Then dig this: you get on the scale the next morning and you've lost weight. You'll be likin' that!
It doesn't take much money at all to get started playing tennis. Just a racquet and some tennis balls. You can use the nearby public court for free. As little as $20 to $40 will buy you many hours, posibly years, of fun!
Being a beginner you'll see very little difference in your play if you invest in an expensive racquet, I wouldn't recommend doing so. At this point it's all about connecting and control. Anyone with the tiniest bit of muscle can easily send a ball past the out of bounds at the opposite end of the court if they hit with the sweet spot of the racquet- any racquet. And no amount of money investment will prevent you from accidentally hitting with the the "wood" and not even getting the ball to the net.
A cover for your racquet is nice but if it's a cheap racquet I wouldn't be too concerned. You'll be scooping balls off the court with it, on occasion accidentally scraping the pavement with it, slamming balls repeatedly as hard as you can with it, then you're going to cover it to transport it in the backseat of your car? Okaaaaaaaay....
I've never traveled anywhere I couldn't find a free-access-to-all public court within a reasonable distance. In fall, winter and early spring it's a very rare occasion to have to wait for a court and often you'll have the courts to yourself. Yes, I play in the winter anytime it's dry and the temperature is 48 degrees or above, especially if it's sunny.
You likely already have a pair of tennis shoes. If not get some because most courts require them.
As far as what to wear, yes, there are tennis-specific clothes if you choose to go that route. But any loose fitting shorts and a t-shirt are fine for warmer days. A loose fitting pair of athletic pants and a long sleeved jersey for colder outings.
If you want to get started as cheaply as possible maybe get the cover and bag when you graduate to a more expensive racquet.
I have both Head and Wilson racquets and I'm be happy to play with either brand. I do like my Wilson Tour Slam better than the Heads but that's probably because it cost a bit more. I'm sure the more expensive Head models are just as impressive.
This is a great starter racquet.
Definitely get more than just a couple balls if you can. You'll spend far more time playing and less time chasing them down.
A cover for the racqut is optional but this is not a bad idea to keep the balls, racquets a spare jersey and extra pair of sunglasses all together in one convenient pick-up-and-go bag.
A Quick Lesson On Tennis Scoring
What's this 30-Love Stuff?
Scoring in tennis is a bit weird but it isn't hard to understand. There are different types of scoring methods and I'm no expert on the subject, but this is the way the folks in my circle of friends play and will do you well:
Scoring individual games: The first person to get four points wins, but it must be a win by at least two points. That's basically it.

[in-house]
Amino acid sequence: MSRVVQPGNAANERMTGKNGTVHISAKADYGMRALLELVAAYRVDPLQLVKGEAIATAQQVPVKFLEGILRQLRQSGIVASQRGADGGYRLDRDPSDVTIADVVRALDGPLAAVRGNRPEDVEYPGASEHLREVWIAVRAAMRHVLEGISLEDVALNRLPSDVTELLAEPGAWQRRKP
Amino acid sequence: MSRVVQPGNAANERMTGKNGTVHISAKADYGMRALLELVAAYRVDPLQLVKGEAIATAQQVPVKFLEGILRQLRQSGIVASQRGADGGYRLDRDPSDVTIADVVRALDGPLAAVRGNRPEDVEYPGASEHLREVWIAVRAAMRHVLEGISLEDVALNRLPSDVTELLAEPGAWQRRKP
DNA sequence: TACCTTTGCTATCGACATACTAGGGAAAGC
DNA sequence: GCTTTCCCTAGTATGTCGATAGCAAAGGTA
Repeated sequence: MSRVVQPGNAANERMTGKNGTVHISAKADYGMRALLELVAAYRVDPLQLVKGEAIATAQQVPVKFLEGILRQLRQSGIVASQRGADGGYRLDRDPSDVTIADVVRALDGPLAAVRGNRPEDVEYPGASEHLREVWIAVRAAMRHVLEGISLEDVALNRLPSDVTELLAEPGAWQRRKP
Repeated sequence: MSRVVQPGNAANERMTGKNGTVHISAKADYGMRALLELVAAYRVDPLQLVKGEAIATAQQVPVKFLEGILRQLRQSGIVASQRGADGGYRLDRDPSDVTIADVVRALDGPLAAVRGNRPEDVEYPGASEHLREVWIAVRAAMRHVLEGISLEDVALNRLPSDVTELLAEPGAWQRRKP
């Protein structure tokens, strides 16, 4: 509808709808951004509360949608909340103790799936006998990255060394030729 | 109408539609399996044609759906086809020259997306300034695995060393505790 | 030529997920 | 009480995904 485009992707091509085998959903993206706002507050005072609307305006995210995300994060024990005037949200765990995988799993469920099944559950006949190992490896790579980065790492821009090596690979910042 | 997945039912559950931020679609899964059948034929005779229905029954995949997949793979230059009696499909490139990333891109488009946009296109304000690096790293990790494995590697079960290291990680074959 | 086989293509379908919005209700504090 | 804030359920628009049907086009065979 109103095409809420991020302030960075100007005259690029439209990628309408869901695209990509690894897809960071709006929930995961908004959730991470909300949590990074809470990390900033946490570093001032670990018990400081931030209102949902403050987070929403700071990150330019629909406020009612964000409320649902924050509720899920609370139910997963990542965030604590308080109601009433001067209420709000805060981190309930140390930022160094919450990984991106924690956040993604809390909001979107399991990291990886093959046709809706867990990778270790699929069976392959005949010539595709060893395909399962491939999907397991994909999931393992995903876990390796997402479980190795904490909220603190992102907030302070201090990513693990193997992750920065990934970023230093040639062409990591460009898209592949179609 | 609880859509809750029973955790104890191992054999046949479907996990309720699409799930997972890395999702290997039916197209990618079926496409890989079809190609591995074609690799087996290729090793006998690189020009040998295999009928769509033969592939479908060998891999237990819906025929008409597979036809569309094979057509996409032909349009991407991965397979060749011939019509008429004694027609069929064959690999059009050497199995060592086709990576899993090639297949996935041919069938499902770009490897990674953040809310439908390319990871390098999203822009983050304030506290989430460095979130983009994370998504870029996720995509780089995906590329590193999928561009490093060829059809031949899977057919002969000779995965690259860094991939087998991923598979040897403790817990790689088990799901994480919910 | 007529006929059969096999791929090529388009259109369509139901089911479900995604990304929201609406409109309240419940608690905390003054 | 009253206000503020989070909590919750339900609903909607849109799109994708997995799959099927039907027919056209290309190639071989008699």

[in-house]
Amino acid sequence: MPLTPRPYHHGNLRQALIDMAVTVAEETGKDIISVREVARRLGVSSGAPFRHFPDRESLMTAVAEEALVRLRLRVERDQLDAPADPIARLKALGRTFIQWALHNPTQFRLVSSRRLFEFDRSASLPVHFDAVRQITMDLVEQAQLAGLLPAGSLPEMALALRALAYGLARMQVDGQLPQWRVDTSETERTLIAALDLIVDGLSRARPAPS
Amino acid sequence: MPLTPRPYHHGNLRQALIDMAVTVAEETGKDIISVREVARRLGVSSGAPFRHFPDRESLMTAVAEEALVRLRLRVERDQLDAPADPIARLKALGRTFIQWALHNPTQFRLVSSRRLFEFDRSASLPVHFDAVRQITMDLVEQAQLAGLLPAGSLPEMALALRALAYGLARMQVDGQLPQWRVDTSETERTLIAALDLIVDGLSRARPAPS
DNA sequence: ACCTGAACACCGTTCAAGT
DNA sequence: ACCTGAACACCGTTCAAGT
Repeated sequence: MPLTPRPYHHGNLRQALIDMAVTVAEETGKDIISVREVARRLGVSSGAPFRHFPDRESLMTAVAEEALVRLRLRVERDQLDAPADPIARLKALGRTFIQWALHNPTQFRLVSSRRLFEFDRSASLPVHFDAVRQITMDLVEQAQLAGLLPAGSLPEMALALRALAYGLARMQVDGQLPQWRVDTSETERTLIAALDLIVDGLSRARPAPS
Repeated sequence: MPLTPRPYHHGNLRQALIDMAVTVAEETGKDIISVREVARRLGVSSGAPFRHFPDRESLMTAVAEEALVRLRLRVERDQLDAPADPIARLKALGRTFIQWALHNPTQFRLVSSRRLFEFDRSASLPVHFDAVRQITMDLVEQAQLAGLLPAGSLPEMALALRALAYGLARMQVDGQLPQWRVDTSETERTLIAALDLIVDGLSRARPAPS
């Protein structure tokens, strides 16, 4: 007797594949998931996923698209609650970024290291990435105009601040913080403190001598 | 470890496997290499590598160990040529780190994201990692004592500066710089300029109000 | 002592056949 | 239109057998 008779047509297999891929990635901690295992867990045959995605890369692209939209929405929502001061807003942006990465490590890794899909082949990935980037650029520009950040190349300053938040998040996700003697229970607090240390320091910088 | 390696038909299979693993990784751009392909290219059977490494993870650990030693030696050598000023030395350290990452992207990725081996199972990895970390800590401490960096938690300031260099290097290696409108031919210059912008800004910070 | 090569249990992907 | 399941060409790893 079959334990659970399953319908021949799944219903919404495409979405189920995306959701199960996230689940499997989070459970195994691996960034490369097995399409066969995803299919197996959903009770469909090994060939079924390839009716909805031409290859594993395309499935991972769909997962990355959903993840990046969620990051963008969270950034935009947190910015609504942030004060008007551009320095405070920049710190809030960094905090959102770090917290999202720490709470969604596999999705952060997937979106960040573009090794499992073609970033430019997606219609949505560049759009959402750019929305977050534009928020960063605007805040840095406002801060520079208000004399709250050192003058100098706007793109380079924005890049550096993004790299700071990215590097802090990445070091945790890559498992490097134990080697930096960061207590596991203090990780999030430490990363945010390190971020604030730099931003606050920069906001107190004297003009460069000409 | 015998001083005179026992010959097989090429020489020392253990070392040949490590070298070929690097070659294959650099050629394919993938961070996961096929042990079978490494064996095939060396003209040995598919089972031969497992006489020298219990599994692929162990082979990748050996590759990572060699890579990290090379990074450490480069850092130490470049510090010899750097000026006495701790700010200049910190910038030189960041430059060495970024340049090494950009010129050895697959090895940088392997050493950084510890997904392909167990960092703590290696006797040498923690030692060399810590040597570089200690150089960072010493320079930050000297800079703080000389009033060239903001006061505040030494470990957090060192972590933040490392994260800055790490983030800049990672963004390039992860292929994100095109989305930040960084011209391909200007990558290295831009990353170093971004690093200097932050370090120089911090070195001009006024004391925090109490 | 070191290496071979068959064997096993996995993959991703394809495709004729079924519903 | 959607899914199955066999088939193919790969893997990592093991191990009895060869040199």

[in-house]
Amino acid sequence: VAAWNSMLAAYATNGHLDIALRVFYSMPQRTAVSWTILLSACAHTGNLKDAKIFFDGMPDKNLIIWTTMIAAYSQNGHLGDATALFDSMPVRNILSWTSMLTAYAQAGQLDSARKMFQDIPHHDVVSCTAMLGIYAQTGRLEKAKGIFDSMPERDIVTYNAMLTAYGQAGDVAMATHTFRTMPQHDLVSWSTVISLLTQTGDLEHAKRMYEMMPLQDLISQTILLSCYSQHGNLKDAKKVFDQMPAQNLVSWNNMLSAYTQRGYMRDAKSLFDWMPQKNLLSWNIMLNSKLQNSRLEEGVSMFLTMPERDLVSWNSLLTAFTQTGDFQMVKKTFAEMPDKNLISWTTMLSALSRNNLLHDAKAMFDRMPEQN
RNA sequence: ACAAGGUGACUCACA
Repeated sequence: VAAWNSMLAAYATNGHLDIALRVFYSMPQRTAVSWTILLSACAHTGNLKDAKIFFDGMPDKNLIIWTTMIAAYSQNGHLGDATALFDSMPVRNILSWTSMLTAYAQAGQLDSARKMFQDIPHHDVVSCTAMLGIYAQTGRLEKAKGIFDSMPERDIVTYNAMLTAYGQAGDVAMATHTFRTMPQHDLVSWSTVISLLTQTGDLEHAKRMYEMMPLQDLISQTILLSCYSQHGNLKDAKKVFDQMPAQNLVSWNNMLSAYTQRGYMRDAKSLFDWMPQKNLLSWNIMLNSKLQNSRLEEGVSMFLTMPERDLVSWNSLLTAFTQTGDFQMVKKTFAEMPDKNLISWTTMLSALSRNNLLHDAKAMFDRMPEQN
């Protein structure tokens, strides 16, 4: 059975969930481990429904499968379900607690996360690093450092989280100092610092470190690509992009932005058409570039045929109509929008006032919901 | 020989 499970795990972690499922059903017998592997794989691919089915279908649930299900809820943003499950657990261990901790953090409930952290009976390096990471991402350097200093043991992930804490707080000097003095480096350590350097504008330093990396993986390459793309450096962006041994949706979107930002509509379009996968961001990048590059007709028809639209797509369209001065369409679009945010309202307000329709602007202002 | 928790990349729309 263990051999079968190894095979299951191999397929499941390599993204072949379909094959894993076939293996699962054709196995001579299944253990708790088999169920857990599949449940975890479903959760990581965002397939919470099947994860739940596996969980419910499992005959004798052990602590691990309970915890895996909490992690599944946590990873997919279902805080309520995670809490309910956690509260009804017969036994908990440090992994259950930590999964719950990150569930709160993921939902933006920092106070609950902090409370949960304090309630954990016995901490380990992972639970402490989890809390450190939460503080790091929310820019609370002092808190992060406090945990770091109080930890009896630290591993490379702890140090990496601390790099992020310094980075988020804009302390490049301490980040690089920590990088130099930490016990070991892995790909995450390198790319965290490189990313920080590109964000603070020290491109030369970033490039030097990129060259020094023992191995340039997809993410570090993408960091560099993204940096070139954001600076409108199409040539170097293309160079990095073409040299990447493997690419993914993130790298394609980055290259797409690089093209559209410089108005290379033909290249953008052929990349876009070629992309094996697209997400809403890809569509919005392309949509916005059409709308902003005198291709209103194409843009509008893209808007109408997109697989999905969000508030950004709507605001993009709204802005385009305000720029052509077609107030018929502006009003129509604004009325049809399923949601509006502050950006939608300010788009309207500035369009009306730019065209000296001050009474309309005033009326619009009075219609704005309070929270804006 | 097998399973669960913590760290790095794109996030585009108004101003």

The weird part is, instead of calling it 1 point, 2 points, etc. the first point earned is called 15, the second is 30, the third is 40. the fourth is the winning point (50), Zero points is called "love."
When calling out a score always say the server's point total first. If the server has zero points and the person served to has 30 it's Love-30.
It gets slightly trickier if both participants reach 40 because of the "win by at least two points" rule. If the score is tied at 40-40 the next person to score gets a point called "add." If it's the server the score is referred to as "add in" if it's the servee that gets the point it's "add out." But since that's only one point and you need to win by two points the ball is served again. If the person with the add point gets yet another point, they win, the game is over. If the other person gets the point then the score is even again and drops back to 40-40.
Games tend to play quickly. The first person to win six games (by at least two games) wins the "set." The first to won two out of three sets wins the "match."
Is Tennis The Best Way To Lose Weight? - Maybe!
Obviously there are other activities that burn more calories per hour. And short bursts of activity followed by prolonged rest are criticized by some as "not keeping the heart rate in the ideal calorie burning zone."
But there's no exercise more useless than the one you never do because you got bored and gave up. Tennis is fun. You won't dread it and will likely stick with it, look forward to it even.
Here are three tips to get the most out of your tennis time:
- Play hard! A strong opponent helps because they'll keep you running all over the court as they'll be good at placing the ball where you'll be challenged to get to it. Standing in one spot and hitting it back & forth won't burn many calories.
- Keep moving. You can keep your heart going at a more steady pace instead of the fast/rest cycle by simply moving. If you're on the court "playing tennis" then stay in motion. Run down errant balls, shuffle your feet as you wait for a serve, etc.
- A great idea is to loosen up anytime there's a lull in your side of the action. While your opponent takes a bathroom break or runs after errant balls do a few head rolls or stretching exercises. It will keep you loose as well as keep those calories a burnin'!